Techno-Service-Profit Chain: The Impacts of IoT-Enabled Algorithmic Customer Service Systems from an Interdisciplinary Perspective


Publication History

Received: January 15, 2020
Revised: January 9, 2021; January 20, 2022; November 24, 2022; August 1, 2023
Accepted: August 10, 2023
Published Online as Articles in Advance: Forthcoming
Published Online in Issue: Forthcoming


The infusion of emerging technologies (e.g., IoT-enabled algorithmic customer service systems [IACSs]) often brings disruptive changes to customer service. In particular, the agentic nature of these technologies challenges prominent service theories. Among these challenges, recent scholarly calls have  pushed for more research on the infusion of emerging technologies into the service-profit chain (SPC) framework, advocating the importance of extended knowledge to develop a techno-infused version of the SPC. Thus, from an interdisciplinary perspective, we draw upon the role theory and propose a techno-service-profit chain (TSPC). Specifically, we contextualize the SPC in the techno-service context with different approaches, including decomposing context-specific constructs and theorizing IACS implementation as a contextual factor that moderates TSPC relationships. Using a sequential mixedmethod design combining quantitative and qualitative approaches, we test our research model by conducting multi-wave surveys and follow-up interviews in a large business-to-business service firm with data from employees, supervisors, and customers before and after IACS implementation. This interdisciplinary study contributes to the information systems, service marketing, and management literatures by enriching the compositions of core SPC constructs, theorizing interactions between human agents and technology agents, and scrutinizing the impacts of technology agents on the linkages between internal employee management and external customer service. Our results further reveal the emerging issues of competing bosses (i.e., supervisors and IACSs), competing employees (i.e., employees and IACSs), and the unintended dehumanization effects of IACSs on supervisors and employees.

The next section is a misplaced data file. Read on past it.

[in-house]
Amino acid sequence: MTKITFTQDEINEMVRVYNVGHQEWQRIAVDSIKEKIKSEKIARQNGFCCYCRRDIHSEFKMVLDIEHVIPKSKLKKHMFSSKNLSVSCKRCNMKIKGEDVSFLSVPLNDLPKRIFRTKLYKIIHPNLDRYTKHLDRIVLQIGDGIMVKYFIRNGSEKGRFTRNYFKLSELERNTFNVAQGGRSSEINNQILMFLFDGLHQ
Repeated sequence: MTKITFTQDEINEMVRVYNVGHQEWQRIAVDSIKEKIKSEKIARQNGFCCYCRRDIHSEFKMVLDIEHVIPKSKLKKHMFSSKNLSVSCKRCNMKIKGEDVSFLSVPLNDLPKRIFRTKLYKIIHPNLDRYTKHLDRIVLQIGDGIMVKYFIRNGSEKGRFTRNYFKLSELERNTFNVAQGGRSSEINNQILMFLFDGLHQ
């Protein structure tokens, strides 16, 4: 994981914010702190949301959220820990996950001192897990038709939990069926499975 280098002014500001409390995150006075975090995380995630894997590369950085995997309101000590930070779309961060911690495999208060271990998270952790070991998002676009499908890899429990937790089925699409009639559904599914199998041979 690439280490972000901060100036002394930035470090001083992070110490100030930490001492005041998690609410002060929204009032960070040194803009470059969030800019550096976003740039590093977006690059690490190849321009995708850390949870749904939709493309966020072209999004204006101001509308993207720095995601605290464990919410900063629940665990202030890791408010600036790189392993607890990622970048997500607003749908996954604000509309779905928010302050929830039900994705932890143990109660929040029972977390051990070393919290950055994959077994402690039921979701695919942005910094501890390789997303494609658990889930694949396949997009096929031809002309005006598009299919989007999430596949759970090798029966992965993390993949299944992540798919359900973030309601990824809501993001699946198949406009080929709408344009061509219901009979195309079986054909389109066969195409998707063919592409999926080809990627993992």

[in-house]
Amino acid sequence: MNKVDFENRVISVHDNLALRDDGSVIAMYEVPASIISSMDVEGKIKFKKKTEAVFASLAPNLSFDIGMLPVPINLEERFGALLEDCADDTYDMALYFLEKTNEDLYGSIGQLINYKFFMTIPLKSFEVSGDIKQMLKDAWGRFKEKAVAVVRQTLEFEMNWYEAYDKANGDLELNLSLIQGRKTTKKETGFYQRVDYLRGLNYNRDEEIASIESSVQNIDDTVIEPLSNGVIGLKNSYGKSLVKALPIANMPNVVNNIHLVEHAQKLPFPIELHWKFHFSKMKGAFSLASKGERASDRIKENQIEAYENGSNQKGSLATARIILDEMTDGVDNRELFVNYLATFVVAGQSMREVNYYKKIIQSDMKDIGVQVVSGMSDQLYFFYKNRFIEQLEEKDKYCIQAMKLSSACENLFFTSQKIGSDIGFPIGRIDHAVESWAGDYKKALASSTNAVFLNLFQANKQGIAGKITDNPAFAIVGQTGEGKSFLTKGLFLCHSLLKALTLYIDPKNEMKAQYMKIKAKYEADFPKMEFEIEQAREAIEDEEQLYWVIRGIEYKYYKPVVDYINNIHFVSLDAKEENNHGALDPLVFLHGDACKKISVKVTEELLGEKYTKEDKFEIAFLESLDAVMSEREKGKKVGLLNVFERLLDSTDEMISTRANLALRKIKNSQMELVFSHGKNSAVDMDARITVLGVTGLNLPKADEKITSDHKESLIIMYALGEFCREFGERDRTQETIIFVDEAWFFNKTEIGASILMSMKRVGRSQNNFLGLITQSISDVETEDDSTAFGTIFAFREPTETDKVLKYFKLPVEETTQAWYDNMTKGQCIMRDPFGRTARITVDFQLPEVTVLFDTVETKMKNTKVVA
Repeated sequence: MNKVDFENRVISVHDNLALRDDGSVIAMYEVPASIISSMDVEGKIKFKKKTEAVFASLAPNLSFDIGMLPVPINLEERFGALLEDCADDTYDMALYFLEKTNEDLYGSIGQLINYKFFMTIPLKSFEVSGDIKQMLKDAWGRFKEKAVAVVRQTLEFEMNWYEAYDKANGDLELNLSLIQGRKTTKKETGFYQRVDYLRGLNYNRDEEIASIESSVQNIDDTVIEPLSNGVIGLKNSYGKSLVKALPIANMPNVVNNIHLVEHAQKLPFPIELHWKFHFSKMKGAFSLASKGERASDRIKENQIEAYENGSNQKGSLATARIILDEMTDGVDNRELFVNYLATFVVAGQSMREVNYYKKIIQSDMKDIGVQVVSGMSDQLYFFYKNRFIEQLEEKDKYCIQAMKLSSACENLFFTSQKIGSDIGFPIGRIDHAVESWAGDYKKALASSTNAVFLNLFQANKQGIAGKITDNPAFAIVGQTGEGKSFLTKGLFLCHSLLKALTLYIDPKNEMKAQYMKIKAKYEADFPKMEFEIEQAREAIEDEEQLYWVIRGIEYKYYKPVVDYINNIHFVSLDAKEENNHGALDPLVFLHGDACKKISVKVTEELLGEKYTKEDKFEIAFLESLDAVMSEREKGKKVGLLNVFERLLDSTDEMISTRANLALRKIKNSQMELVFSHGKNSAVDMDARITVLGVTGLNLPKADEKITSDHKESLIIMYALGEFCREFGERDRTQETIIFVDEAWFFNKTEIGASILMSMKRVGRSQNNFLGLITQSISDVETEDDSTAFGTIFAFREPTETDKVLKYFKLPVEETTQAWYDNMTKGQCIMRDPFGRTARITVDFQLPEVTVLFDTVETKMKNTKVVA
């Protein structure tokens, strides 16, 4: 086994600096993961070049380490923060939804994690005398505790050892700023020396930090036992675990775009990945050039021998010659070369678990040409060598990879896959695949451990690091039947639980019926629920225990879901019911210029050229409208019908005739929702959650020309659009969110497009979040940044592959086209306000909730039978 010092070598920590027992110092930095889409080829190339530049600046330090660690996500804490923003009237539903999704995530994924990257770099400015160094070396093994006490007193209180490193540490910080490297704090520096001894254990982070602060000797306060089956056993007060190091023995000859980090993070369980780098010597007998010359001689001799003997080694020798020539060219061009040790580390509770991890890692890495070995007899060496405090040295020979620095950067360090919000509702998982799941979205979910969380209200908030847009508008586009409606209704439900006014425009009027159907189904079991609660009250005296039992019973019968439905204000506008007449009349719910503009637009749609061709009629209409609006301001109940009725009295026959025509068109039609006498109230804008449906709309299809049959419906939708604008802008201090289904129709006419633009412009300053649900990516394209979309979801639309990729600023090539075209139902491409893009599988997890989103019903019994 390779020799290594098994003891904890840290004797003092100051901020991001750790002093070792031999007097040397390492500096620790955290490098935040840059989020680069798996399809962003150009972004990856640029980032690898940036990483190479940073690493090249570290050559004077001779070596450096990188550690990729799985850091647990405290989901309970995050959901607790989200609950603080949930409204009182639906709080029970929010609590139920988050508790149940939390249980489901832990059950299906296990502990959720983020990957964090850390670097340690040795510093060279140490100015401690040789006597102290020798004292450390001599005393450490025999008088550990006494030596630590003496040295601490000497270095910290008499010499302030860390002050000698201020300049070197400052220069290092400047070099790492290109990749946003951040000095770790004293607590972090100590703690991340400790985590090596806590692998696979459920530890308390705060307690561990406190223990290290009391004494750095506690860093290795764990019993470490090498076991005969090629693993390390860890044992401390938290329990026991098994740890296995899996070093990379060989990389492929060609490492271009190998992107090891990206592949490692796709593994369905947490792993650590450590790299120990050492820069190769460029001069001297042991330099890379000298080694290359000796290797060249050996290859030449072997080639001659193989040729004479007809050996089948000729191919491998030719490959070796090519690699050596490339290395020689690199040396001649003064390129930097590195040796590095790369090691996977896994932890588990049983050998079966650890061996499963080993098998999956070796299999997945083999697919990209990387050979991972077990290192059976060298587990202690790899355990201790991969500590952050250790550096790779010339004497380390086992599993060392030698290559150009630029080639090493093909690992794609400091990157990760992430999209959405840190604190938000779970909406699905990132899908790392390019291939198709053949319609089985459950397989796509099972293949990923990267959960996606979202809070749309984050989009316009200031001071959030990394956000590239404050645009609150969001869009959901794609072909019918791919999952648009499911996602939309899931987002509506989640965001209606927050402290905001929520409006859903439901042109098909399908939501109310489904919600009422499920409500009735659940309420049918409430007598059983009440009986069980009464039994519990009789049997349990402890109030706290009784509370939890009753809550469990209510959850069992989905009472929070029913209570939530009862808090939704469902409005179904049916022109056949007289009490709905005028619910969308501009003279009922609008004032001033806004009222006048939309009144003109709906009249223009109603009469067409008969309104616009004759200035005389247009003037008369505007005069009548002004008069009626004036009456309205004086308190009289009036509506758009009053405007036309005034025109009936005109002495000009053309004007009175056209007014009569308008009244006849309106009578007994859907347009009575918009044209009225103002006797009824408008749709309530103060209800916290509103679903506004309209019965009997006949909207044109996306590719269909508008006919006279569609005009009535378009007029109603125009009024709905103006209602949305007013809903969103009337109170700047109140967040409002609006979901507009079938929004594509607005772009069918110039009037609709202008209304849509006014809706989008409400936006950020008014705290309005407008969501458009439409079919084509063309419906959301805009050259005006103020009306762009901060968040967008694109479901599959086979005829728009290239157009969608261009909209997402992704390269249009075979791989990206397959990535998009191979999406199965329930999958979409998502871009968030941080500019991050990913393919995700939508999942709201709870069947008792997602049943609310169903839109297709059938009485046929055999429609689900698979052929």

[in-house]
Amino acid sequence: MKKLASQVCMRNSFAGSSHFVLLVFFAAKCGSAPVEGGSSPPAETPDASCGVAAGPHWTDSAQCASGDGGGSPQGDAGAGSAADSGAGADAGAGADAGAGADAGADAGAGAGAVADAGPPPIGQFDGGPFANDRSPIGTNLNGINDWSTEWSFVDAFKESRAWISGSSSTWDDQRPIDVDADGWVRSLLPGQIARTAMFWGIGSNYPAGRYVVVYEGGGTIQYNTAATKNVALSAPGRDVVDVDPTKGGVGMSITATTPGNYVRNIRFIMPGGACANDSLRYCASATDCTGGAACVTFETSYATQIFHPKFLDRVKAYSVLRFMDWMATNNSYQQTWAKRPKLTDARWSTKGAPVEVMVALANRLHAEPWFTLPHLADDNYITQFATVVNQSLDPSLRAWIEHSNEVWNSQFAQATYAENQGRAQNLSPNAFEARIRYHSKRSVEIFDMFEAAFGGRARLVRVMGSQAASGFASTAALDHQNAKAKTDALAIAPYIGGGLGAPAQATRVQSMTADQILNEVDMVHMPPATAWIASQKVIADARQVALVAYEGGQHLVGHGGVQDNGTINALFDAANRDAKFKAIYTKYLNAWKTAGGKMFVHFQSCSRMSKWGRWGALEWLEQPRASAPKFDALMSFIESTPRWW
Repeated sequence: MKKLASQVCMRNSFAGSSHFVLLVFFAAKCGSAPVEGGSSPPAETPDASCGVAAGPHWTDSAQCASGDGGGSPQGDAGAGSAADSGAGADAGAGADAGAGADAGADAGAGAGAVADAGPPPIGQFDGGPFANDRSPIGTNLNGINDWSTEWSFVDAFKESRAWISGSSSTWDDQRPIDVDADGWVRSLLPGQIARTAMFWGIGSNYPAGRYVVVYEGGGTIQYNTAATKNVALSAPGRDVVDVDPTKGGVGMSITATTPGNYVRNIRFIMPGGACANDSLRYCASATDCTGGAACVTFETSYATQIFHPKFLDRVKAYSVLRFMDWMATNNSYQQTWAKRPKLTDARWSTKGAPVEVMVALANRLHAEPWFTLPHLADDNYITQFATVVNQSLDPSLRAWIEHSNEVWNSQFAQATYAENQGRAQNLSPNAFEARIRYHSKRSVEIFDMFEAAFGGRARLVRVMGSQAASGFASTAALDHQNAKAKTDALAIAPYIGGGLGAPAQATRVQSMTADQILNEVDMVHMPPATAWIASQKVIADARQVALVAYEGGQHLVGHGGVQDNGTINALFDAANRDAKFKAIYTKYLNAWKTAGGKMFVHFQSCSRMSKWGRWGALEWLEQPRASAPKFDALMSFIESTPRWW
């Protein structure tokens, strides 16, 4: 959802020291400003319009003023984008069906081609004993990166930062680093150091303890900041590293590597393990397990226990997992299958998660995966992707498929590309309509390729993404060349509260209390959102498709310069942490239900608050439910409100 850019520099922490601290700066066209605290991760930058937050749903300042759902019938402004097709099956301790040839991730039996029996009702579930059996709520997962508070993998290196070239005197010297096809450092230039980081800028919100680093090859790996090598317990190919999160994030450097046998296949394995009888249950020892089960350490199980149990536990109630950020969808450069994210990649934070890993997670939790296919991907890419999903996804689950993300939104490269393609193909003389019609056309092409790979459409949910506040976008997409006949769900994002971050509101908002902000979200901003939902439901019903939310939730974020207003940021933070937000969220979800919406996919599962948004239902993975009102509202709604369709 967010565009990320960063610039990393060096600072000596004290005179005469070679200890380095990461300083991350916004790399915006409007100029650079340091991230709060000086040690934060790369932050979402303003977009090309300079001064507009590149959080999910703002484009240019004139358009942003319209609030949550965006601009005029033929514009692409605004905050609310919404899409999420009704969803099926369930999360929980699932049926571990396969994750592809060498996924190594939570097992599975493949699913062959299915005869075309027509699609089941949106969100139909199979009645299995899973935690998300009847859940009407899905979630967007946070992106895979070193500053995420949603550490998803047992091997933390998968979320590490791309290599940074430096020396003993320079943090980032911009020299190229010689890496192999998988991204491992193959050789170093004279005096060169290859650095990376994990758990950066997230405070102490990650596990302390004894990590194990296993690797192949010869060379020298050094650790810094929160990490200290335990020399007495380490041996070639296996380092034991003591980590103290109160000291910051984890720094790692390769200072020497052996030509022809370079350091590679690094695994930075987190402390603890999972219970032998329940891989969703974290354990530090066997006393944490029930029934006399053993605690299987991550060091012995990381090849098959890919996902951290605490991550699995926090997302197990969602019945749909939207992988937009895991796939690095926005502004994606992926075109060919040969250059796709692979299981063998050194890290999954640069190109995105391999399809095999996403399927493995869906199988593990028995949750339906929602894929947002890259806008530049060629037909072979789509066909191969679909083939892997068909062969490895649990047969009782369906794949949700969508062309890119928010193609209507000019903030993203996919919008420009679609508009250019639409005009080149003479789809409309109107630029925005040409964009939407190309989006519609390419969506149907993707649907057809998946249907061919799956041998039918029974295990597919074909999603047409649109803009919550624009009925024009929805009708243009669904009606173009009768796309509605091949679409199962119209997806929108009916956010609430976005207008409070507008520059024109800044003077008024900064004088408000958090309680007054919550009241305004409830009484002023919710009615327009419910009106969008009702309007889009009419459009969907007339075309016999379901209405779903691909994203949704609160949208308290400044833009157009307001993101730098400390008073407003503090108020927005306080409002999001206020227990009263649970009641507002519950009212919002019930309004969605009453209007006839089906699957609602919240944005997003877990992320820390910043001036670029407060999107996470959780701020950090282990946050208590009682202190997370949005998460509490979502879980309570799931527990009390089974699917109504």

Additional Details
Author Liwei Chen, J. J. Po-An Hsieh, and Kimmy Chan
Keywords Techno-service-profit chain, algorithmic systems, Internet of Things, customer service, role theory, dehumanization, competing agents, the future of work, interdisciplinary approach
Page Numbers
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